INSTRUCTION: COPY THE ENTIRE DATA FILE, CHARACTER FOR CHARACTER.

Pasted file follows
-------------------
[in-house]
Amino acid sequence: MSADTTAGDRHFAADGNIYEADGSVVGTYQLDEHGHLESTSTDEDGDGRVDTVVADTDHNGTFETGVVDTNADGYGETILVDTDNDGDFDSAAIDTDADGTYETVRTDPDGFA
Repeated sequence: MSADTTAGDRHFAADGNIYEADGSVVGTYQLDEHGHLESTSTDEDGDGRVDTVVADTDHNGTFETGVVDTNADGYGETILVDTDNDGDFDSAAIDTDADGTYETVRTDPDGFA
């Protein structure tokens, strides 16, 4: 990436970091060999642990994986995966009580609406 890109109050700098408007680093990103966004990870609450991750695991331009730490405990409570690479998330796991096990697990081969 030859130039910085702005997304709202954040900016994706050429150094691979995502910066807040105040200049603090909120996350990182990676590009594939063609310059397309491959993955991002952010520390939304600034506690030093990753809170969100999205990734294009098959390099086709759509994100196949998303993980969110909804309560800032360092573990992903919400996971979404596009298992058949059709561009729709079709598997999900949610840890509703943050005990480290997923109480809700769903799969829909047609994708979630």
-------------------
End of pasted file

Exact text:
[in-house]
Amino acid sequence: MSADTTAGDRHFAADGNIYEADGSVVGTYQLDEHGHLESTSTDEDGDGRVDTVVADTDHNGTFETGVVDTNADGYGETILVDTDNDGDFDSAAIDTDADGTYETVRTDPDGFA
Repeated sequence: MSADTTAGDRHFAADGNIYEADGSVVGTYQLDEHGHLESTSTDEDGDGRVDTVVADTDHNGTFETGVVDTNADGYGETILVDTDNDGDFDSAAIDTDADGTYETVRTDPDGFA
């Protein structure tokens, strides 16, 4: 990436970091060999642990994986995966009580609406 890109109050700098408007680093990103966004990870609450991750695991331009730490405990409570690479998330796991096990697990081969 030859130039910085702005997304709202954040900016994706050429150094691979995502910066807040105040200049603090909120996350990182990676590009594939063609310059397309491959993955991002952010520390939304600034506690030093990753809170969100999205990734294009098959390099086709759509994100196949998303993980969110909804309560800032360092573990992903919400996971979404596009298992058949059709561009729709079709598997999900949610840890509703943050005990480290997923109480809700769903799969829909047609994708979630």